MALVERN, Pa. — After teaching 101 sections of 22 different classes, authoring 130 technical articles, and visiting 30 different countries, David Russell, professor of electrical engineering at Penn State Great Valley for almost 32 years, will retire at the end of June.
Born in England, Russell holds a bachelor’s degree in electrical engineering from the University of Liverpool and was awarded a doctorate from the Council for National Academic Awards in London. After writing computer programs — some that included thousands of lines of code — at the United Kingdom Atomic Energy Authority, he became a professor at age 22.
Before responding to a newspaper advertisement for a position at Penn State Great Valley in 1985, Russell alternated teaching and working in the private sector. He taught at universities including Villanova, Howard, and John Moores in the UK, and has held several computing, automation, and technology roles in Pennsylvania, New Jersey, and Connecticut.
An observant person, Russell brought strategic changes to both Great Valley and University Park during his tenure. Likening Great Valley to a business, Russell devised the idea of divisions in the engineering, management, and education academic units.
When he witnessed a decline in traditional electrical and mechanical engineering programs, he saw an opportunity for information technology-focused programs. Believing in its potential appeal to both women and men, Russell launched the Master of Science in Information Science and Master of Software Engineering programs and a Master of Systems Engineering for the more traditional engineering student — and the campus saw an increase in female enrollment. The systems engineering course is his favorite to teach, and it’s still part of the program’s core curriculum. Russell also played a critical role in developing the College of Information Sciences and Technology at University Park.
“David led the Engineering Division during the glory years of IT when every organization clamored for technical staff to ensure Y2K issues never arose and paper processes made way to electronic data systems,” said Colin Neill, associate professor of software and systems engineering and current director of engineering programs at Penn State Great Valley.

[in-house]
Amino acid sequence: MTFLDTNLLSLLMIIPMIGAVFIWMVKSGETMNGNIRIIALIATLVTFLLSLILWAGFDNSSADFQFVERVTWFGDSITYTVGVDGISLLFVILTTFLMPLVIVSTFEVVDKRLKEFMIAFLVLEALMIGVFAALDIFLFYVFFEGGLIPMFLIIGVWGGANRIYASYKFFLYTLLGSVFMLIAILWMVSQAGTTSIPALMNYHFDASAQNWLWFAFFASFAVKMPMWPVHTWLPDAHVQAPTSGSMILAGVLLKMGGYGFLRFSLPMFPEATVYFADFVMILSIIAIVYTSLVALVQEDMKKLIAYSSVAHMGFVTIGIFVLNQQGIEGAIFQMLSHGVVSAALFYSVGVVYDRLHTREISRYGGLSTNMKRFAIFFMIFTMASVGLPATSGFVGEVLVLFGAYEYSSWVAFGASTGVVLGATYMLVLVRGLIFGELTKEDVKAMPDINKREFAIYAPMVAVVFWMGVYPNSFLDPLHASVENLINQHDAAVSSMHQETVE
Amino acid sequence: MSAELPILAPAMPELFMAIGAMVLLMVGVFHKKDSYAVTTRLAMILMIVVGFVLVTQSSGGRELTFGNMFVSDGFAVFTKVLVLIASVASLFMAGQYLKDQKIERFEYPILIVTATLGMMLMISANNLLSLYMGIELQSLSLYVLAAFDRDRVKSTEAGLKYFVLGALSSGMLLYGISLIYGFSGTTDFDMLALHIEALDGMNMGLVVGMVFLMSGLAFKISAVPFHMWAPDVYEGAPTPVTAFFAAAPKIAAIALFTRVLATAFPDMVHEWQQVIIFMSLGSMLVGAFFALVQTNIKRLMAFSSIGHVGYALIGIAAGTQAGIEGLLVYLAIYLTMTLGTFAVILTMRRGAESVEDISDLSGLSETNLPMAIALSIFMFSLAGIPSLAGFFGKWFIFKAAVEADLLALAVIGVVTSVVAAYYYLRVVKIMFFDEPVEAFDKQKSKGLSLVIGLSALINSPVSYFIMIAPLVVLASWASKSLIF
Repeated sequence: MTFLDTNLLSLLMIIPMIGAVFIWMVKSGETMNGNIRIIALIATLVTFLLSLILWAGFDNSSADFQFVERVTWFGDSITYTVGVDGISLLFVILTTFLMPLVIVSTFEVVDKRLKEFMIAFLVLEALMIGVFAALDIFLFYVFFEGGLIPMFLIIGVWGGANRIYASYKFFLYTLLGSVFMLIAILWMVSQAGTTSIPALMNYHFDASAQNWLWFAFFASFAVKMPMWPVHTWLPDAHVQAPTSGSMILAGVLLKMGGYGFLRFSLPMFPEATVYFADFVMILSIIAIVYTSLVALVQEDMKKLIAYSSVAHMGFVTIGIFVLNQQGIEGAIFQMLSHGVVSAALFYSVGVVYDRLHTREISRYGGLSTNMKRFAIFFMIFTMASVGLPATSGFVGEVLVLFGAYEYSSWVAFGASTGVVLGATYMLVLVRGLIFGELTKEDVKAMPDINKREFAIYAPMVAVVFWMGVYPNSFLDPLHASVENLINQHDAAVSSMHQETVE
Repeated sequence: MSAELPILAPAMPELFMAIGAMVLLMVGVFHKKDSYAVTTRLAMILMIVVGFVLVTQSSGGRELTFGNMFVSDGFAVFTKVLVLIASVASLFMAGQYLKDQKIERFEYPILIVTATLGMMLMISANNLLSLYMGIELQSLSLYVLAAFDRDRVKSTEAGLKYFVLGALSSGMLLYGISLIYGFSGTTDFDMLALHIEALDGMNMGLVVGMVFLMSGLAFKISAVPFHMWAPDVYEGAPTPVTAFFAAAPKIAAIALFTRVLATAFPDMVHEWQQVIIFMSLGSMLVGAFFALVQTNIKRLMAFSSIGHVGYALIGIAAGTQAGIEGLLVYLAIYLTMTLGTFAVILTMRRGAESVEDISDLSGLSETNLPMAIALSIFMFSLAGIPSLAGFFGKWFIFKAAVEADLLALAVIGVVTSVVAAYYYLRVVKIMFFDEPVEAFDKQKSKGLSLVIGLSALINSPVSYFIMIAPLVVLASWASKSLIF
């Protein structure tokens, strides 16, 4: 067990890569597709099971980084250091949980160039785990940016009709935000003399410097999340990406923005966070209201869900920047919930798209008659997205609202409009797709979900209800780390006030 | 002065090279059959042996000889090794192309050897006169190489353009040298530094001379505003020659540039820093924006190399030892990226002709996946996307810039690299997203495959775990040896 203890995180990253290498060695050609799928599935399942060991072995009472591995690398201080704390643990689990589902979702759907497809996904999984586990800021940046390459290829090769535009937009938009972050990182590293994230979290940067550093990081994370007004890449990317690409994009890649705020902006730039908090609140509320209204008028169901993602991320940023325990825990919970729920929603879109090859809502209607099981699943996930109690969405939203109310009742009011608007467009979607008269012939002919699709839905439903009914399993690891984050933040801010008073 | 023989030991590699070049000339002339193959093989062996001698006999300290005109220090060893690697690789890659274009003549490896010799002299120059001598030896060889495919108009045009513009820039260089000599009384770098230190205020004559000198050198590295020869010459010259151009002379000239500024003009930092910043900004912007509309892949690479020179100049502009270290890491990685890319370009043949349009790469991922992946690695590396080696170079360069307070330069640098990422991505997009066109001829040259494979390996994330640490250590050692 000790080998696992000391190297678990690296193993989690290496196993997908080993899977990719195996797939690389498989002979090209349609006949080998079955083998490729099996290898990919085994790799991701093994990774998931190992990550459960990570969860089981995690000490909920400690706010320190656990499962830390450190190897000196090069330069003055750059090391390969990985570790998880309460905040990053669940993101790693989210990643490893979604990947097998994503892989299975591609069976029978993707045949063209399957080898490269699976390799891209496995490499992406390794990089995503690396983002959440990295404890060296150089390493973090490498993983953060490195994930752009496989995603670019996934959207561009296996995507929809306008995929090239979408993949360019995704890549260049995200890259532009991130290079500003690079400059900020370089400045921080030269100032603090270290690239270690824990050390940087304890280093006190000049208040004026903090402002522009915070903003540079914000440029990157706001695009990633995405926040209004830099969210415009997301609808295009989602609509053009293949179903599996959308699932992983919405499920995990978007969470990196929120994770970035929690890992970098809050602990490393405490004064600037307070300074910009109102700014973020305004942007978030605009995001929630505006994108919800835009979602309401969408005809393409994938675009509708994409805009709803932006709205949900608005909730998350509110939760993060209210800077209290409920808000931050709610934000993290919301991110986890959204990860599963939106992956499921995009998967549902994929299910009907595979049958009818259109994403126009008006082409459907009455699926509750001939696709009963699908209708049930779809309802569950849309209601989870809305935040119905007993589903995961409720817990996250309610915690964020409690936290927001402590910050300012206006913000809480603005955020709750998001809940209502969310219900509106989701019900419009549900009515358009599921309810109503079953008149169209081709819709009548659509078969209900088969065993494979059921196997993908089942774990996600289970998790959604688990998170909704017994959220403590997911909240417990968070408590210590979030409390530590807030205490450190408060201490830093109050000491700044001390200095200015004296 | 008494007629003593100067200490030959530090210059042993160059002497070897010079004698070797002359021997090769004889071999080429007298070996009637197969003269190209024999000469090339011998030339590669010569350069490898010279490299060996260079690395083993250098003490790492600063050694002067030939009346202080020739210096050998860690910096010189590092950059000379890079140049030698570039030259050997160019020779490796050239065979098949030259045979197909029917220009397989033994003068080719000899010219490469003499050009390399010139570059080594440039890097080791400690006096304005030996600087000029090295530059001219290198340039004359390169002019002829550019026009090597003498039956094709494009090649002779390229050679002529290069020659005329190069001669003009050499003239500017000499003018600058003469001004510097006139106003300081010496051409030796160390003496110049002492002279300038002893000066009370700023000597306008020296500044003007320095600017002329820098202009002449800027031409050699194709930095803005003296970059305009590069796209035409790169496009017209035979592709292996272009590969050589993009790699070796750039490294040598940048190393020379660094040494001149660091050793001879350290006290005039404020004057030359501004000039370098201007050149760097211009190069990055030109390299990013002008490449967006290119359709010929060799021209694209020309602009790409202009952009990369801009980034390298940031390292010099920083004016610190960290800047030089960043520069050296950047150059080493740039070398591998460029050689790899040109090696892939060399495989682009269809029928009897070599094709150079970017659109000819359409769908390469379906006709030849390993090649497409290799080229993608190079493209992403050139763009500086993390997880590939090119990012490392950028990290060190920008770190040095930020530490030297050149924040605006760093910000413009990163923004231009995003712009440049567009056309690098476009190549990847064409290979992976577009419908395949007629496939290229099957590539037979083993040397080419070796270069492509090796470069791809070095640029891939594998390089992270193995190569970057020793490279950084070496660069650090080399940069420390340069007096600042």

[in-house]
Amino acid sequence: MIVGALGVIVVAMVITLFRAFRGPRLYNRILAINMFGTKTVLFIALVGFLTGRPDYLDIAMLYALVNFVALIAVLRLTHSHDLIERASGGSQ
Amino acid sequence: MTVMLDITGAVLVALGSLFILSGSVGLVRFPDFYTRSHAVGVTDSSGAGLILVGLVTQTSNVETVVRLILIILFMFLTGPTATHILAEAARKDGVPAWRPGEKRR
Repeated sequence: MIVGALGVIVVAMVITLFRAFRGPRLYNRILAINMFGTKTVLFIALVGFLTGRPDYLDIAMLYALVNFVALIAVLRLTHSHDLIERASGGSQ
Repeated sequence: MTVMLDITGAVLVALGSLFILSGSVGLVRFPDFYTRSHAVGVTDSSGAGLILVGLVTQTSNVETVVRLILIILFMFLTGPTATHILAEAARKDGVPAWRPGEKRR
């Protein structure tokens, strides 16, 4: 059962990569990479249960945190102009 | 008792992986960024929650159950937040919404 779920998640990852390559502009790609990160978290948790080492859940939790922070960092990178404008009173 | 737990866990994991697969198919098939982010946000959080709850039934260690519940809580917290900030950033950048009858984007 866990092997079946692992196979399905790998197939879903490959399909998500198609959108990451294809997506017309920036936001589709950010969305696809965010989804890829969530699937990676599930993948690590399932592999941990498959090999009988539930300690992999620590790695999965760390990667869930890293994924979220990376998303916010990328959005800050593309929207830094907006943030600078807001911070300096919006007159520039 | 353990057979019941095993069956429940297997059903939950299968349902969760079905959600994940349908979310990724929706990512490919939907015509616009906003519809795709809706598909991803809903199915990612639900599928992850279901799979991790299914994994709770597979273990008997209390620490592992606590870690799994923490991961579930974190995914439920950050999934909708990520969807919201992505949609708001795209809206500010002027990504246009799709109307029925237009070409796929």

“He recognized the opportunity and jumped on it with zeal with the information science program and then software engineering. He sought to push our programs out wherever he could, both locally (we were the first university to deliver programming at The Navy Yard) and as far afield as San Diego and even Kuala Lumpur.”
But perhaps Russell’s biggest contribution — and the one of which he’s the most proud — is his leadership among faculty members. Similar to his observations in the classroom, Russell noticed a gender imbalance among the faculty. As division head he made a conscious effort to hire female engineering professors — including Nil Ergin, Kathryn Jablokow, and Sally Sue Richmond who still teach at Great Valley today.
A great mentor, he guides and supports new faculty on campus. Nearly all of his hires have been awarded tenure — an achievement Russell uses to evaluate his own success.
“David has taught for Penn State Great Valley going back to the days when we were in King of Prussia and his overall teaching experience goes back even further,” said James Nemes, chancellor and engineering faculty member at Penn State Great Valley. “He also served as Senior Engineering Division Head for 14 years and helped shape many of the programs we offer today. I was fortunate to come to the Engineering Division after David’s excellent stewardship.”
Russell is also an avid traveler; and he calls himself “British by Birth” and “American by choice”. His research, societal fellowships, and consulting assignments have provided him with many opportunities to explore foreign countries, including Singapore, India, Malaysia, and Morocco. For each country he’s visited, Russell returned with a souvenir that he displays in a case in his office. His travels have shown him the breadth of the University’s network; he’s encountered many Penn Staters along the way, including a person in Kuala Lumpur who immediately recognized the Nittany Lion in Russell’s presentation.
While Russell retires on June 30, he will not go far. He will keep his office on the second floor of the campus’ Main Building for a while. His shelves, a testament to his work over three decades, are filled to the top, but neatly organized. The books he authored are sorted by subject matter and course material from each and every class are stored in binders carefully labeled by year.
As he steps away from teaching, Russell’s office will become home to his research. He’s spent the past 50 years studying artificial intelligence, information systems in factories, and more recently cloud computing — and his retirement will afford him the time to focus on his academic pursuits and driving his beloved Mercedes.
“I’m grateful to my loyal colleagues and the support of the Penn State community,” he said. “This has been a wonderful place to work and would attest that Penn State is a great employer and I would encourage faculty and staff to appreciate being part of a great heritage.”